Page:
Australian Turf Club Officials Disqualified for Betting on the Races They Officiated

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Australian Turf Club were revealed to have wagered on the races and were subsequently disqualified from racing.

The scandal, which was growing Down Under over ATC managers participating in betting, breaking Australian gambling laws, draws to a close. Murray Conallin, Australian Turf Club betting service manager, and Shaun Lyall, racing clerk, were disqualified from racing for 18 months and 2 years respectively as the result of their actions.

The decision came on Monday, after the pair was found to have placed hundreds of wagers on races, where they could actually decide the outcome. Their actions were brought to light after investigating apprentices, jockeys and integrity-based racing officials at NSW racing betting organizations. The pair was relieved of their duties last week and faces the hearings yesterday.

Reactions of the governing body

Two ATC managers were disqualified from racing for breaching Australian gambling laws

• The pair was found betting on the races they were officiating

• 2-year and 18-months sentences were given out

• Both admitted the wrong doing and felt remorse

Ray Murrihy, chief steward at Racing NSW, revealed that Conallin and Lyall were betting for at least 20 months at land-based and online sportsbooks in Australia. At the time they officiated several ATC meetings being the judge or assistant judge at various races. Naturally, their activity puts shade on the whole industry in the country.

The chief steward was quoted by Australian gambling news: “There has to be a deterrent to such activity and they knew what they were doing was against the rules. This incident is a black eye for the ATC, a black eye for racing officials and a black eye for the confidence of punters that need to be able to think that the judging of races is done by independent people free of pecuniary interests on the result.”

The investigation

Shaun Lyall made 291 bets, the investigators revealed, one of them was laying a horse on a betting exchange. Murray Conallin has made less – 71 wagers, but all of them were illegal of course. There’s no minimum sentence for these offenses prescribed by the regulations, but there’s the Damien Oliver precedent of 2012.

Stewards had gone through a couple of dozen races, decided by a half head or less, where the pair were officiating and held bets on the races. All of the photo-finishes were correctly judged. Murrihy said: “If they had not been they would have been looking at charges under the cheating in gambling laws.”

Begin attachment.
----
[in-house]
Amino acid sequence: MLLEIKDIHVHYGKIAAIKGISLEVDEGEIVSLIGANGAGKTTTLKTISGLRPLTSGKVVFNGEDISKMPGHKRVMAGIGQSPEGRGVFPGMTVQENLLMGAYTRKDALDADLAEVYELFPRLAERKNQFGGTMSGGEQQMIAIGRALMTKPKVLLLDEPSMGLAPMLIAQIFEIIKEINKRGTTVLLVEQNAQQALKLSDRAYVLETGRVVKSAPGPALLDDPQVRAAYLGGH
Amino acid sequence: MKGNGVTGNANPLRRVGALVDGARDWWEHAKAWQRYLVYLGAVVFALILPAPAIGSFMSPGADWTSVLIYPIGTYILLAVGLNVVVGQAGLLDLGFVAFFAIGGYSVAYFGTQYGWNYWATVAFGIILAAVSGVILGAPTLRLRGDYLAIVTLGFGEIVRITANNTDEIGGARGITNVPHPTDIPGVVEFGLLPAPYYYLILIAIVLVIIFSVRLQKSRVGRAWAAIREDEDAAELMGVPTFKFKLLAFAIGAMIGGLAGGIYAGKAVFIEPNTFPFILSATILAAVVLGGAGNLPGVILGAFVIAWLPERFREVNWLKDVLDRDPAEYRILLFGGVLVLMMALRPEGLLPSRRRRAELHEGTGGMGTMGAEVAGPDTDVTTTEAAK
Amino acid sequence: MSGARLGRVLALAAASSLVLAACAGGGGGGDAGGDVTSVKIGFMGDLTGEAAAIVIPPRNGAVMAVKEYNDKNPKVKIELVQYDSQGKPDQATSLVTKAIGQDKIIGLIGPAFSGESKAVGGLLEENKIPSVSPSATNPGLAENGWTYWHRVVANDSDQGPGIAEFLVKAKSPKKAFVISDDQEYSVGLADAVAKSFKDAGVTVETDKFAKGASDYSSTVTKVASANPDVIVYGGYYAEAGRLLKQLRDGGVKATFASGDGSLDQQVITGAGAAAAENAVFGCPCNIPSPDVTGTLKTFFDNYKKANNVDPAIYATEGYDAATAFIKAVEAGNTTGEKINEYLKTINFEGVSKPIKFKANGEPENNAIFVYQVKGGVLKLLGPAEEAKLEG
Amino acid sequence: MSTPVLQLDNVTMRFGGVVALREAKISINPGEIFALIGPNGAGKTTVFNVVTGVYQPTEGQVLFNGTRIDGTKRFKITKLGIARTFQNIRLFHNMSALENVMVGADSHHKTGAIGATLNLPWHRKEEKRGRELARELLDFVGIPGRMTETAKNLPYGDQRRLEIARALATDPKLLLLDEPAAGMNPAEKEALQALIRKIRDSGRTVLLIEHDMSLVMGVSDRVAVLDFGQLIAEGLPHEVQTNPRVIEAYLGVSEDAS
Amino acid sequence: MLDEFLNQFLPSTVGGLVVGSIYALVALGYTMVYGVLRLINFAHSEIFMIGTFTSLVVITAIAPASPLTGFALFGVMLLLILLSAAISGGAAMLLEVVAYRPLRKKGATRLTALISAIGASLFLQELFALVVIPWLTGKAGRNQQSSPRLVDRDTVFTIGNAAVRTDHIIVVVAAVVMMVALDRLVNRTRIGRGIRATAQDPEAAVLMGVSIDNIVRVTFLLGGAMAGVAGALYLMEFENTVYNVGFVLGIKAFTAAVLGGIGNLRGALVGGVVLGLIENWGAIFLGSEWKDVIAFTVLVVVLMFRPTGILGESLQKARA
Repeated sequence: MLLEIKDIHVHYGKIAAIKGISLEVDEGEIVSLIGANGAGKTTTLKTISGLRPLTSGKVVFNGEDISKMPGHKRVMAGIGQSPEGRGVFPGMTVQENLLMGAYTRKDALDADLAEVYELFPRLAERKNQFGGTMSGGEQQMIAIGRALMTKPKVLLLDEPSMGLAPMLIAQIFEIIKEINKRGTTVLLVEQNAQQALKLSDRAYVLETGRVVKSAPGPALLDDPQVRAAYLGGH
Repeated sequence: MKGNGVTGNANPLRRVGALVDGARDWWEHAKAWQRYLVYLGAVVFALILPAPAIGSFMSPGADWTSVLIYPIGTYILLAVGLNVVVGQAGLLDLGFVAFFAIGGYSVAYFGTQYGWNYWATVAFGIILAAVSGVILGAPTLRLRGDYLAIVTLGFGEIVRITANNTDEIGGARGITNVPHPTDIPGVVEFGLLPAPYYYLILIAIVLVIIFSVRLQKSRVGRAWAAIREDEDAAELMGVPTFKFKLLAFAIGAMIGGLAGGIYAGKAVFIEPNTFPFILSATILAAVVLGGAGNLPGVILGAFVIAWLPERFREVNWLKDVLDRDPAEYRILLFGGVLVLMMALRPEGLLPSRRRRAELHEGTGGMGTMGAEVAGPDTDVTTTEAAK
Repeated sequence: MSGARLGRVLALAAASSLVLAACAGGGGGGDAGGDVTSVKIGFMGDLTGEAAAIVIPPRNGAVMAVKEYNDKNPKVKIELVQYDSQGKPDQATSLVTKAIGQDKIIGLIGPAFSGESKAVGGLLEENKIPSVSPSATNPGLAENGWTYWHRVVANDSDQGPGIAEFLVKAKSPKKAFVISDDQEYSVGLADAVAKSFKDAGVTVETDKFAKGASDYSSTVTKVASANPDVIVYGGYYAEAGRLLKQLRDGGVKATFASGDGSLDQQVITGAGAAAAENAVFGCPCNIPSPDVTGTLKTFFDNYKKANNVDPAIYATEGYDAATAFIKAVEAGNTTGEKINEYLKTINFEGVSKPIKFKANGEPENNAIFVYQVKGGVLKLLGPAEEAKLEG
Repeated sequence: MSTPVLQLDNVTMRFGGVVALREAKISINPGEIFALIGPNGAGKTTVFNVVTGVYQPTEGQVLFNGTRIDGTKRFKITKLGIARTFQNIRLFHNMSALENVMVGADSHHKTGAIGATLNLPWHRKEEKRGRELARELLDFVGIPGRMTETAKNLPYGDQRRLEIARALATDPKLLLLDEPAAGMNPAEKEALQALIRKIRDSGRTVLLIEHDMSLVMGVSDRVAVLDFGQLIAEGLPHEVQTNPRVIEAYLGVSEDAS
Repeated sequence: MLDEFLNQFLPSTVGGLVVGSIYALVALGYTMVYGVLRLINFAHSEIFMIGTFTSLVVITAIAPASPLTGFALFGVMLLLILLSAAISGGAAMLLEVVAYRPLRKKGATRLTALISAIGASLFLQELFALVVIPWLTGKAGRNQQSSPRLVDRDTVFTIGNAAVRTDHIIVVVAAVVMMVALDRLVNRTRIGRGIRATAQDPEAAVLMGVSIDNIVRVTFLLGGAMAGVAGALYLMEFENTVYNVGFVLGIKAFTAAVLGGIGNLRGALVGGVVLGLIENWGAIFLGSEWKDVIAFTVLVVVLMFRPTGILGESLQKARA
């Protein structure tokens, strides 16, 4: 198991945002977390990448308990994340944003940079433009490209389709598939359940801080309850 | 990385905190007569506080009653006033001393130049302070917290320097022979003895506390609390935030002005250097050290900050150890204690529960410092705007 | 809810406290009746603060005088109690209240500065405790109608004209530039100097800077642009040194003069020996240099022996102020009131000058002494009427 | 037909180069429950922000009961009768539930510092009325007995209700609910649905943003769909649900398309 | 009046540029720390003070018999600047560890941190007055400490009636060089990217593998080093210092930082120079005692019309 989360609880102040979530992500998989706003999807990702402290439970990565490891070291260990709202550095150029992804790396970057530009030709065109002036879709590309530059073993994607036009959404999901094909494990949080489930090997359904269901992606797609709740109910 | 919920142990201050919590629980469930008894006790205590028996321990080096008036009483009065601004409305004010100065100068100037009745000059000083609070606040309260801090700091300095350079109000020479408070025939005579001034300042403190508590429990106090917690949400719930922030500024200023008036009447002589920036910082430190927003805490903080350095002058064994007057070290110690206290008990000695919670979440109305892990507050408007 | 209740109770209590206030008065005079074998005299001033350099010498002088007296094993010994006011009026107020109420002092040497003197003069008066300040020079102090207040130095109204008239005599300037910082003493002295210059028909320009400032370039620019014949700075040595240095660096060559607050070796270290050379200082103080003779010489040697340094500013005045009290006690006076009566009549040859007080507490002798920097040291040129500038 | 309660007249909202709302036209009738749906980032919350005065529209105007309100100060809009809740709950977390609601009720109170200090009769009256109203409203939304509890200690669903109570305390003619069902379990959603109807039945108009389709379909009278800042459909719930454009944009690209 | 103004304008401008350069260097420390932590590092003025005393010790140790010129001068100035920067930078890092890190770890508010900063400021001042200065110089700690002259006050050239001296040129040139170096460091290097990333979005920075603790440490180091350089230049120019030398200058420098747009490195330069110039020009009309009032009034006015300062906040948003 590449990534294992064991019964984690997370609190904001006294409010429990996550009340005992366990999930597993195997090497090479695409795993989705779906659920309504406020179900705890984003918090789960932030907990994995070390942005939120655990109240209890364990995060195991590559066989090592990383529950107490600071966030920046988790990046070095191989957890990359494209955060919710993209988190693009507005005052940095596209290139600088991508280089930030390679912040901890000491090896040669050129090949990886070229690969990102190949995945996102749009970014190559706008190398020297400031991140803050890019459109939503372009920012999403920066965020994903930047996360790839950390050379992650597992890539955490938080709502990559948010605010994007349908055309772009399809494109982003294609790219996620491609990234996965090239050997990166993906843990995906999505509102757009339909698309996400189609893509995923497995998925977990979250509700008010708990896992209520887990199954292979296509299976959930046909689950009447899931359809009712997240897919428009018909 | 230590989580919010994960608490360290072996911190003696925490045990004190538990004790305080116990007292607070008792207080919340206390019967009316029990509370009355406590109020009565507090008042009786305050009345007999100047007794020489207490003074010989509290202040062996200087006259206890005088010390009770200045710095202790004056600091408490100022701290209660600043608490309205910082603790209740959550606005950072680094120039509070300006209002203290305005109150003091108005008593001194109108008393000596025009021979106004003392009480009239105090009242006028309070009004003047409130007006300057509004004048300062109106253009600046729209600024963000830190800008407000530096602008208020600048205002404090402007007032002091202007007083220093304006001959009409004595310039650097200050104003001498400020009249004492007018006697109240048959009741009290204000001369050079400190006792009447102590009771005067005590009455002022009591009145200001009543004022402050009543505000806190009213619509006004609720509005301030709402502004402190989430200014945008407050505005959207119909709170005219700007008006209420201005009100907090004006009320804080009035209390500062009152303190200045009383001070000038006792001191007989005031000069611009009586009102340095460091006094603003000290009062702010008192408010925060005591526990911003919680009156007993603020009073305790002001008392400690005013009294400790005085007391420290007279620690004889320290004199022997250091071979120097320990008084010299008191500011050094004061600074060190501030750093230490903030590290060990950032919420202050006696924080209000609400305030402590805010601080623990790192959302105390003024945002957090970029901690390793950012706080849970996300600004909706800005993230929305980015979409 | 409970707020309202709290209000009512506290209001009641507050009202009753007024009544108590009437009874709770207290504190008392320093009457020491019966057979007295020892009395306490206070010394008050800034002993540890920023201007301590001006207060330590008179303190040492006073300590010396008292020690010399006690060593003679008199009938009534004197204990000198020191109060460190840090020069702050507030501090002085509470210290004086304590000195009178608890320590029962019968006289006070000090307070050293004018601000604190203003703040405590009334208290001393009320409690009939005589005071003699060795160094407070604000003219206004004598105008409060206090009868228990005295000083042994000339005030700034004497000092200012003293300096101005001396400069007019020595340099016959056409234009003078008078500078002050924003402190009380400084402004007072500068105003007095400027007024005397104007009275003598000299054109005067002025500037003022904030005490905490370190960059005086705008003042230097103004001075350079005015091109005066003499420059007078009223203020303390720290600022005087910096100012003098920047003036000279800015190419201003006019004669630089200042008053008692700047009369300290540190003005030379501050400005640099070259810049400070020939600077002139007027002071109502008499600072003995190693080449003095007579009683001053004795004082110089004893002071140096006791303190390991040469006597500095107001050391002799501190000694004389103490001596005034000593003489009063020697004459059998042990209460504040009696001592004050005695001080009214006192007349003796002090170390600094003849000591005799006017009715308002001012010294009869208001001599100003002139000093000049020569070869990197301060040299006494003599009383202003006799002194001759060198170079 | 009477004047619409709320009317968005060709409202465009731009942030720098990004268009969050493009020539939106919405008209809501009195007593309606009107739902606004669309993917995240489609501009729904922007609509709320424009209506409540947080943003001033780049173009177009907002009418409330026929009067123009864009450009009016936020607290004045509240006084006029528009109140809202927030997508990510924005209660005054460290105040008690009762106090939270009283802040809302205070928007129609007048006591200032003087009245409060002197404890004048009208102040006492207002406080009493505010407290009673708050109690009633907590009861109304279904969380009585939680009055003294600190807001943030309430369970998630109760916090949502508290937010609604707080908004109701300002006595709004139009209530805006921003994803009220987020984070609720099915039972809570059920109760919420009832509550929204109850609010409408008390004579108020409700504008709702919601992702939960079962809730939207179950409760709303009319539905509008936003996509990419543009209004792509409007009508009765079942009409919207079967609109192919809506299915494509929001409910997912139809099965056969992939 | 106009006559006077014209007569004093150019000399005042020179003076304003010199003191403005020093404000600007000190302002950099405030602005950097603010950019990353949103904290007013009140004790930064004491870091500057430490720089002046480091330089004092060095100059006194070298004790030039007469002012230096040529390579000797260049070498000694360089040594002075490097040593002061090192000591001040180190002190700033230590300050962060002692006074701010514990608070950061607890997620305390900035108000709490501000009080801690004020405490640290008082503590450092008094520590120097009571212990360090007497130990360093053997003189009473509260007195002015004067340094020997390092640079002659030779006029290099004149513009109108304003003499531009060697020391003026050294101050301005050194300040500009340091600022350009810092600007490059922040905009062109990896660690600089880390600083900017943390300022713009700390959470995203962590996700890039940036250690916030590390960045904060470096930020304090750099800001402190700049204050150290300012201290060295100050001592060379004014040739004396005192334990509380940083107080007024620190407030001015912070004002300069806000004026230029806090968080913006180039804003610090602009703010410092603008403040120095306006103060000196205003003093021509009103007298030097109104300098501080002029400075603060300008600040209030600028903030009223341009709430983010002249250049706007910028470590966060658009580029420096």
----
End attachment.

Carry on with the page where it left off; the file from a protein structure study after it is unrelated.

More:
Lyall was the first to be relieved of duty on November 11, while Conallin contacted Murrihy himself two days later and admitted to the illegal activity. The inquiry for the case was attended by Colin Tuck, ATC racing manager, he was fulfilling a role of an observer in what was a two-hour meeting.

The decision

While the ATC didn’t make any comments about the case, it’s almost certain that Lyall and Conallin will lose their jobs, and will not be allowed to enter a racecourse in the near future. The pair’s future will be discussed on Tuesday at a special meeting of the Club’s officials.

Both Lyall and Conallin pleaded guilty to chargers under Australian Rule of racing 175A. This piece of regulation concerns with conduct prejudicial to image and interests of racing. They also pleaded guilty to AR39, stating that they had “acted as an ATC Official at race meetings when they held pecuniary interests in races by virtue of bets placed on such events.”

When deciding what penalties to give to the pair, stewards were considering that Lyall had been employed in his position for eight years, and the fact that he has admitted the wrongdoing and felt remorse. Lyall also stated he will voluntary seek counseling on problem gambling.

Lyall received 2-year disqualification, breaching AR39 and another year for breaching 175A rule. The disqualifications will be served concurrently, meaning he will only be disqualified for 2 years in total. He may return to the racecourses not earlier that November 17, 2016.

Murray Conallin has wagered on fewer occasions than Lyall, and thus received a lighter sentence. He also had 8 years of experience as an official, admitted his guilt and felt remorse, factors that all played into his smaller punishment.

Conallin got 18 months of disqualification from racing for breaching AR39, and 12 months of disqualification for the breach of 175A. Both sentences will be served concurrently and he may return to a racecourse not earlier than May 17, 2016.

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